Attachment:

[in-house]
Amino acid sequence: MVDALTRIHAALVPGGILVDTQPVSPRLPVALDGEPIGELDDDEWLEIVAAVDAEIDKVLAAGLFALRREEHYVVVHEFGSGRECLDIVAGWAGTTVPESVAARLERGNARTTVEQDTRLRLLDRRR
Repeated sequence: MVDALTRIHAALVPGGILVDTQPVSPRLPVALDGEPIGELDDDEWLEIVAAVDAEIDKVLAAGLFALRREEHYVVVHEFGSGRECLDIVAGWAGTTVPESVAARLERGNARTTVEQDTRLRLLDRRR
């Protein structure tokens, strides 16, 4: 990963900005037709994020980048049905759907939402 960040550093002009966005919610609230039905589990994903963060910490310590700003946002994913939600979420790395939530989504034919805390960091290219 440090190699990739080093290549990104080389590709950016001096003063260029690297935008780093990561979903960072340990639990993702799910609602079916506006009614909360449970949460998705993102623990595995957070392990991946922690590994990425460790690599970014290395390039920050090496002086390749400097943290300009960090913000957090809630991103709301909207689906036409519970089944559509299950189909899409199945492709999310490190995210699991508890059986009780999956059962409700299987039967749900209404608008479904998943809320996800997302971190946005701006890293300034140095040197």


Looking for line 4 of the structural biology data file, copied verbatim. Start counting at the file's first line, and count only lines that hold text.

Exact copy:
């Protein structure tokens, strides 16, 4: 990963900005037709994020980048049905759907939402 960040550093002009966005919610609230039905589990994903963060910490310590700003946002994913939600979420790395939530989504034919805390960091290219 440090190699990739080093290549990104080389590709950016001096003063260029690297935008780093990561979903960072340990639990993702799910609602079916506006009614909360449970949460998705993102623990595995957070392990991946922690590994990425460790690599970014290395390039920050090496002086390749400097943290300009960090913000957090809630991103709301909207689906036409519970089944559509299950189909899409199945492709999310490190995210699991508890059986009780999956059962409700299987039967749900209404608008479904998943809320996800997302971190946005701006890293300034140095040197």